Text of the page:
THIS POST INCLUDES:
1. Art Therapy Journals
2. Psychology Websites
3. Feedly (news aggregator app)
4. Google Alerts & Google Scholar
5. How to save research articles
6. FREE Downloadable Research Websites Checklist + Evernote Summary
Staying up to date on art therapy and psychology research provides a number of benefits to your art therapy practice and overall professional development. You may like to read research that is focused on art therapy only, or follow research on a specific diagnosis that you specialise in your practice.
You can use technology to deliver research content to you in detailed or summary form. This can save you an enormous amount of time and help you avoid going down the rabbit hole of endless googling.
Included in this article is a number of useful websites to find art therapy research and general psychology research. I’m also going to introduce you to an app that will help aggregate useful articles for you.
Also included is an introduction to Google alerts, which includes tapping into Google Scholar as a resource for research. Finally, I’m going to show you a streamlined system to save articles in a way that will increase your productivity when you need to access them in the future.
ART THERAPY JOURNALS
Below is a list of Art Therapy Journals that are currently published. Click on each name to be taken to the website for the journal/s that you are interested in.
- Art Therapy
- Art Therapy Online (ATOL)
- Arts & Health
- Australian and New Zealand Arts Therapy Journal (ANZJAT)
- Body, Movement and Dance in Psychotherapy
- Canadian Art Therapy Association Journal
- International Journal of Art Therapy
- Journal of Creativity in Mental Health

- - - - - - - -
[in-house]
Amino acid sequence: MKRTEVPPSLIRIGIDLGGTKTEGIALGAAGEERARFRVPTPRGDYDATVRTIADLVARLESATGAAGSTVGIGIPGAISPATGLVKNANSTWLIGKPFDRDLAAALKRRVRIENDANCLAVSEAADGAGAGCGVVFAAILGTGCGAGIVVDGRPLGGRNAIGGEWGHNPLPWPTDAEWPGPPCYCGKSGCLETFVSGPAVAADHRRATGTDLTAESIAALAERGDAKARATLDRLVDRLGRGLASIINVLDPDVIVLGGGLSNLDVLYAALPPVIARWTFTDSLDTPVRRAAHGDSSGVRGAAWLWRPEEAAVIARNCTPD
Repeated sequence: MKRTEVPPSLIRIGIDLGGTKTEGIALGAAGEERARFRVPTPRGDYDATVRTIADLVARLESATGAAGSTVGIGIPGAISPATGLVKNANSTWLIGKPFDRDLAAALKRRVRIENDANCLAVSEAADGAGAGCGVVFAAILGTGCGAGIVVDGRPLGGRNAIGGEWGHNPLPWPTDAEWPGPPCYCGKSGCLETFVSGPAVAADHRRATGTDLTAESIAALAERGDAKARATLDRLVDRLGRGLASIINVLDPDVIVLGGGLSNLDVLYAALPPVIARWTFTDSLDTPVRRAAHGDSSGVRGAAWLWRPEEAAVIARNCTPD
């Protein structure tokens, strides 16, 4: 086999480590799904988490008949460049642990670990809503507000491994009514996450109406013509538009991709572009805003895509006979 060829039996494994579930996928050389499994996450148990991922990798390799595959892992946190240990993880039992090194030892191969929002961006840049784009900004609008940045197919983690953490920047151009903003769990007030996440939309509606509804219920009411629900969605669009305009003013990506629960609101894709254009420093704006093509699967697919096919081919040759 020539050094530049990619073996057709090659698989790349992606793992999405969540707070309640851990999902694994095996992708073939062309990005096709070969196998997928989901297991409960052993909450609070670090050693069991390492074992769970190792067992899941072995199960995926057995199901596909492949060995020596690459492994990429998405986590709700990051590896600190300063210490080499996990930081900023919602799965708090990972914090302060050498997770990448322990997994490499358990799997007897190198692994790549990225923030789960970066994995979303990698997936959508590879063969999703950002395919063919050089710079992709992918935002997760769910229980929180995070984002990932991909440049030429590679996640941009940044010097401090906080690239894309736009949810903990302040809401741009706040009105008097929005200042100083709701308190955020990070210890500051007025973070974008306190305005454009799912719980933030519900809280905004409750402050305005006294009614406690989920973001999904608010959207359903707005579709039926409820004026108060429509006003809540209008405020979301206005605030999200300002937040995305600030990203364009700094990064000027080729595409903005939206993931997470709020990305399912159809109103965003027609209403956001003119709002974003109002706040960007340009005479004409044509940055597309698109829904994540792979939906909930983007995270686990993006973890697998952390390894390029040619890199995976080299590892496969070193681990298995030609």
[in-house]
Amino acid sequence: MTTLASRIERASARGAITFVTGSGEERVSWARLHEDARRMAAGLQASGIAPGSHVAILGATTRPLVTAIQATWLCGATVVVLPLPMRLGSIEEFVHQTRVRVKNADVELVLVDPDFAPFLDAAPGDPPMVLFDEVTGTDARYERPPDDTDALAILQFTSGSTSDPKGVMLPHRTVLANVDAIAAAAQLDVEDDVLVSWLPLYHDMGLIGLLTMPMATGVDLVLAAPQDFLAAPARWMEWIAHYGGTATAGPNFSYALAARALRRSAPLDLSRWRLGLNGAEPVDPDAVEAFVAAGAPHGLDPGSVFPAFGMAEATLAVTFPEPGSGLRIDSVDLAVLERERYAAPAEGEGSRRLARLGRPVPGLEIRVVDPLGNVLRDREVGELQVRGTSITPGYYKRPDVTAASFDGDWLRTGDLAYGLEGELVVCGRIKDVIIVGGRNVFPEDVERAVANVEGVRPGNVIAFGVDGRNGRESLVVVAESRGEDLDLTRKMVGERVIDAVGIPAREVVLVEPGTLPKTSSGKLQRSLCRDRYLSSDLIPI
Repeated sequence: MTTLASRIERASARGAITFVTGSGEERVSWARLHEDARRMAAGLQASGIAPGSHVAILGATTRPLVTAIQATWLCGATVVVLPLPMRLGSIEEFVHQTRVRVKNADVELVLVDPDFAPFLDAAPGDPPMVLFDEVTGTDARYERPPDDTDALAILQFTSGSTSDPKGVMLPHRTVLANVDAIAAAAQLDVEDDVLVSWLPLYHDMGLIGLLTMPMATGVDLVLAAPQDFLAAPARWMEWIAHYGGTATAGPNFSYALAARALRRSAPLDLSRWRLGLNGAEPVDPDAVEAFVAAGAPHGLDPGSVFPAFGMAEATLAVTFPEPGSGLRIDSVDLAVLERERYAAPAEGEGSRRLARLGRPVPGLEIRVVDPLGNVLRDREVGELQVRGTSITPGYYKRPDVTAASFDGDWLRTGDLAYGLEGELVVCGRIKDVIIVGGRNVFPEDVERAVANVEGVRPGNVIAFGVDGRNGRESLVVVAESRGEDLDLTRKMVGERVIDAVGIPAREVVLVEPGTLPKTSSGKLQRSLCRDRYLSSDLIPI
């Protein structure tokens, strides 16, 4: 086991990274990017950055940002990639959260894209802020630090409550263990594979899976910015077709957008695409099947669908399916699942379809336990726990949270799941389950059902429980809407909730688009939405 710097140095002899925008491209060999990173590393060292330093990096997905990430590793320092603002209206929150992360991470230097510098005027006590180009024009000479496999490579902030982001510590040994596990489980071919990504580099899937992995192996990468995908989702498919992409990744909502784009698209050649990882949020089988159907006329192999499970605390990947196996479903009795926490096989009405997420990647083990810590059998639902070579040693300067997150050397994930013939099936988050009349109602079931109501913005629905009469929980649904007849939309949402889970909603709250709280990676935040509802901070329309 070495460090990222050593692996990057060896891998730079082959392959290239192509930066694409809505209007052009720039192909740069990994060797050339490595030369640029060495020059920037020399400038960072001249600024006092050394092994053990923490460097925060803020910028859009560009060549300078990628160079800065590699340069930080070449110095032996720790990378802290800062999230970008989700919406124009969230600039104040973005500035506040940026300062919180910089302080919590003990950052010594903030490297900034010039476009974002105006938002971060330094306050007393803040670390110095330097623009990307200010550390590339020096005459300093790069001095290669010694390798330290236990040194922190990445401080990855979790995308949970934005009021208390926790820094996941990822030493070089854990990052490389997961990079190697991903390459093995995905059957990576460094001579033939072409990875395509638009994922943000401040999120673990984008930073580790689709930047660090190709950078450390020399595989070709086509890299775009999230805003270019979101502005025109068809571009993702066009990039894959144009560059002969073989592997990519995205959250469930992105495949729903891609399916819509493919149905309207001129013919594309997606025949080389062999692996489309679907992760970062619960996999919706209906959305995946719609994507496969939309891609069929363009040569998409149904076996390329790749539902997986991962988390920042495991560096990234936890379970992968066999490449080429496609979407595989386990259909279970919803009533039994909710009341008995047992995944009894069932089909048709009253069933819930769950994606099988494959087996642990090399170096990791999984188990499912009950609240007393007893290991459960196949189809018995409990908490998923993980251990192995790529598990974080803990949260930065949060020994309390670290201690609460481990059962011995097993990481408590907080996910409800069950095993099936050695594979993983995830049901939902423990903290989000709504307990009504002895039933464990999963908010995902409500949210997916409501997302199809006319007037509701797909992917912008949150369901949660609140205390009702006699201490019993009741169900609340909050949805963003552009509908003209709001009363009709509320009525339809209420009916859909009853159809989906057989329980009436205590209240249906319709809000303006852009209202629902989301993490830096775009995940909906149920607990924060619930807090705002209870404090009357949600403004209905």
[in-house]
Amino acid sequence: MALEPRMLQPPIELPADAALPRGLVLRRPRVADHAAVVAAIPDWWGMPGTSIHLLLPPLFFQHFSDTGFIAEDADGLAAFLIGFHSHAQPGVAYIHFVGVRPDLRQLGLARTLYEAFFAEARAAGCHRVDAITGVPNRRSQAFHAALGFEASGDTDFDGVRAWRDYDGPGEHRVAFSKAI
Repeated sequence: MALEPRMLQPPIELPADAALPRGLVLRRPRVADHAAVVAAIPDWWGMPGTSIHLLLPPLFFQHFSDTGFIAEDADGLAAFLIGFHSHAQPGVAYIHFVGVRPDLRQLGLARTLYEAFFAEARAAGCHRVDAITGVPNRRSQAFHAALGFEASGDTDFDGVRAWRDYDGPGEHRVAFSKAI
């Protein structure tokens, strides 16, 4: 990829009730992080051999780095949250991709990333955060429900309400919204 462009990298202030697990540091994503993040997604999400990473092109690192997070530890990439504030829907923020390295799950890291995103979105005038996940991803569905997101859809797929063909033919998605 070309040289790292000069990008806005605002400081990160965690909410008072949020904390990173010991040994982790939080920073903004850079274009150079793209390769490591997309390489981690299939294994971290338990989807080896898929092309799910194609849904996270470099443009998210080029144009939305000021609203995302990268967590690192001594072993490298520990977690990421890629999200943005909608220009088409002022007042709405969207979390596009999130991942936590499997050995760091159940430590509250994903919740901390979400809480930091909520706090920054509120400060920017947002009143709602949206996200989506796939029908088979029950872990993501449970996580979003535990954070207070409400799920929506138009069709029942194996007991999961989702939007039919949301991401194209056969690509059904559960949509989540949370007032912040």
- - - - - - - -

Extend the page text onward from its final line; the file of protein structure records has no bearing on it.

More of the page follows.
- Journal of Poetry Therapy
- The Arts in Psychotherapy
Most of the above journals are published by Taylor Frances Online. You can create an account on their website and stay up to date on each issue released. Below you can see how an account is created and then how to subscribe to alerts for journals, as well as create a saved search.
After you have created your account, do a search for art therapy. You can see below that my search resulted in 76,120 articles, 13 journals and 371 databases. Those numbers will change depending on when you register your account.
I was primarily interested in the Journals, so I clicked on that button and was shown a list of all journals available – screenshot below.
To set up an alert for when new articles are published, click on the link of the journal you are interested in and click NEW CONTENT ALERTS
￼Alternatively, you can click the RSS button and you will be taken to a page like below (looks scary!)
Look in the top right hand corner and you can open it in Feedly (register for a Feedly account first)
You will then be taken to a page like below. Press the FOLLOW button in the right hand corner and you are now subscribed to this feed. It’s important to note that all you will receive in your feed is the title headings as shown below. You will then need to access the original website of the journal to access the content. Using Feedly in this way is a simple way of providing you with basic article headings so that you can make quick decisions about whether you would like to read further.￼
In addition to subscribing to journal alerts, you can also save searches on the Taylor Frances website. Go back to your original search for ‘art therapy’ – screen shown below:
Now click on the button at the top middle that says SAVE THIS SEARCH
You are then prompted to give your search a name and nominate if you would like to receive alerts and how often. I chose MONTHLY as my frequency.
￼Go to your account information and you can now see your saved searches – screen shot below:
On the left hand side, click on New content & citation alerts and you can see the alerts you are subscribed to. From this screen you can also delete any journals if you prefer to no longer receive alerts. Make sure you change the frequency of alerts if you prefer to be notified more or less.